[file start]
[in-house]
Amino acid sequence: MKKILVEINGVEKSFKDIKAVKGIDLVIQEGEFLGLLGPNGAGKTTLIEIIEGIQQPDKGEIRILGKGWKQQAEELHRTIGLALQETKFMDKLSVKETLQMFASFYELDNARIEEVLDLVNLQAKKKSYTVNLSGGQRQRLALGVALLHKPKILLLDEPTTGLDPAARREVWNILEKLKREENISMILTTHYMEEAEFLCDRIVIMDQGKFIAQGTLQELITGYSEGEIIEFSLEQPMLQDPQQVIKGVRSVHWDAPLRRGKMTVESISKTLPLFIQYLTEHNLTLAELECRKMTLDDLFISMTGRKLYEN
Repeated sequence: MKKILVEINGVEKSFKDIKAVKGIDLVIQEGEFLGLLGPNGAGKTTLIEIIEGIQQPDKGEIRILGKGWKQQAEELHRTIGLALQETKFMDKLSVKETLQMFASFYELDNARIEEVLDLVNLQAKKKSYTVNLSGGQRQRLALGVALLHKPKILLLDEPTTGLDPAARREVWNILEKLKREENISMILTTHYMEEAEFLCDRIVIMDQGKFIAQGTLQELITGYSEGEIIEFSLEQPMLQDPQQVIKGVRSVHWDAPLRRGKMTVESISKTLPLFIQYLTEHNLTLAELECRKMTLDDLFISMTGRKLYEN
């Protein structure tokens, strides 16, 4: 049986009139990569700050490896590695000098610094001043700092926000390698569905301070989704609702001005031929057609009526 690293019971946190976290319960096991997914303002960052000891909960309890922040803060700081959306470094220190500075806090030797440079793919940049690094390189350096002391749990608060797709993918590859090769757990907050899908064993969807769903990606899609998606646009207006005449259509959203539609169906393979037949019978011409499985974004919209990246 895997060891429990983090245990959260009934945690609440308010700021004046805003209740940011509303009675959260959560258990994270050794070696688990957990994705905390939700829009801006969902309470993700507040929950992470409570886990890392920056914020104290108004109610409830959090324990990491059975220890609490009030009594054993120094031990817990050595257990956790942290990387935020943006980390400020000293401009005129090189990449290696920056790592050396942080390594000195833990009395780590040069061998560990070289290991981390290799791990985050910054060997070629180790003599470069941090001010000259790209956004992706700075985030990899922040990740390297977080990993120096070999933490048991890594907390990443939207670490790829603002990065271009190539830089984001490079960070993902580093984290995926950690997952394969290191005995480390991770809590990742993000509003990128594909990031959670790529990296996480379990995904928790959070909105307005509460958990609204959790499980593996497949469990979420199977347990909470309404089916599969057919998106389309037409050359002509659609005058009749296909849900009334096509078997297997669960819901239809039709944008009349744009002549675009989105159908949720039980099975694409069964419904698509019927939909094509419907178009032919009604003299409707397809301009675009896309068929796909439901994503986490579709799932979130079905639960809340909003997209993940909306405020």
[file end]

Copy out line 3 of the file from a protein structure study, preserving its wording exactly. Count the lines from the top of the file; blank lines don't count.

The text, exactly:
Repeated sequence: MKKILVEINGVEKSFKDIKAVKGIDLVIQEGEFLGLLGPNGAGKTTLIEIIEGIQQPDKGEIRILGKGWKQQAEELHRTIGLALQETKFMDKLSVKETLQMFASFYELDNARIEEVLDLVNLQAKKKSYTVNLSGGQRQRLALGVALLHKPKILLLDEPTTGLDPAARREVWNILEKLKREENISMILTTHYMEEAEFLCDRIVIMDQGKFIAQGTLQELITGYSEGEIIEFSLEQPMLQDPQQVIKGVRSVHWDAPLRRGKMTVESISKTLPLFIQYLTEHNLTLAELECRKMTLDDLFISMTGRKLYEN